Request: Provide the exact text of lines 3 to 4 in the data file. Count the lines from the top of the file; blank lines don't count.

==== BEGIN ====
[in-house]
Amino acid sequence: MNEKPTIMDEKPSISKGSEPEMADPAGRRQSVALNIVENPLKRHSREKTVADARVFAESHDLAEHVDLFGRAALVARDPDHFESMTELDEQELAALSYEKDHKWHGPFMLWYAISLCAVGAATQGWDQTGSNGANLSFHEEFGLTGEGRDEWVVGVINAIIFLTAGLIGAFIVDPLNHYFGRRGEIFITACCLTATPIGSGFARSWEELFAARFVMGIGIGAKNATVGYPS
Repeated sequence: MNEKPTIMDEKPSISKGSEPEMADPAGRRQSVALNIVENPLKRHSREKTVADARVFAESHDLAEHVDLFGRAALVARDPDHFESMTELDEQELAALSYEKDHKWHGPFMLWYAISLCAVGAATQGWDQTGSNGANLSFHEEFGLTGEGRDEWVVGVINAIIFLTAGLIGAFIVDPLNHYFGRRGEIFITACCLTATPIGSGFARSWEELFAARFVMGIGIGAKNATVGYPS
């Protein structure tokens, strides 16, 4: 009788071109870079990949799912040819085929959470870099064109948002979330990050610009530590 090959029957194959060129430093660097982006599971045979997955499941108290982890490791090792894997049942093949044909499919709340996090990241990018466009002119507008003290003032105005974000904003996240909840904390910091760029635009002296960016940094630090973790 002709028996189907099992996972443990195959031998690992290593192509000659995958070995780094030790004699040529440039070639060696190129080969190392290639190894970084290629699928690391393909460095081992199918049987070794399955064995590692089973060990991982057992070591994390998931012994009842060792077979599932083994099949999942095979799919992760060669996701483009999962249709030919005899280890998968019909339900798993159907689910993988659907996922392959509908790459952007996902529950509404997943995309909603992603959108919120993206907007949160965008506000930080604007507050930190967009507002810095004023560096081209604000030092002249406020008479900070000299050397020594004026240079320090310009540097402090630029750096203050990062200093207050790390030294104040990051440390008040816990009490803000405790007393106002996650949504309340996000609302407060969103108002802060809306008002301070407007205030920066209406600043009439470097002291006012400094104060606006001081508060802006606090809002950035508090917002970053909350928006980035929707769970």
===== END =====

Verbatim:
Repeated sequence: MNEKPTIMDEKPSISKGSEPEMADPAGRRQSVALNIVENPLKRHSREKTVADARVFAESHDLAEHVDLFGRAALVARDPDHFESMTELDEQELAALSYEKDHKWHGPFMLWYAISLCAVGAATQGWDQTGSNGANLSFHEEFGLTGEGRDEWVVGVINAIIFLTAGLIGAFIVDPLNHYFGRRGEIFITACCLTATPIGSGFARSWEELFAARFVMGIGIGAKNATVGYPS
């Protein structure tokens, strides 16, 4: 009788071109870079990949799912040819085929959470870099064109948002979330990050610009530590 090959029957194959060129430093660097982006599971045979997955499941108290982890490791090792894997049942093949044909499919709340996090990241990018466009002119507008003290003032105005974000904003996240909840904390910091760029635009002296960016940094630090973790 002709028996189907099992996972443990195959031998690992290593192509000659995958070995780094030790004699040529440039070639060696190129080969190392290639190894970084290629699928690391393909460095081992199918049987070794399955064995590692089973060990991982057992070591994390998931012994009842060792077979599932083994099949999942095979799919992760060669996701483009999962249709030919005899280890998968019909339900798993159907689910993988659907996922392959509908790459952007996902529950509404997943995309909603992603959108919120993206907007949160965008506000930080604007507050930190967009507002810095004023560096081209604000030092002249406020008479900070000299050397020594004026240079320090310009540097402090630029750096203050990062200093207050790390030294104040990051440390008040816990009490803000405790007393106002996650949504309340996000609302407060969103108002802060809306008002301070407007205030920066209406600043009439470097002291006012400094104060606006001081508060802006606090809002950035508090917002970053909350928006980035929707769970």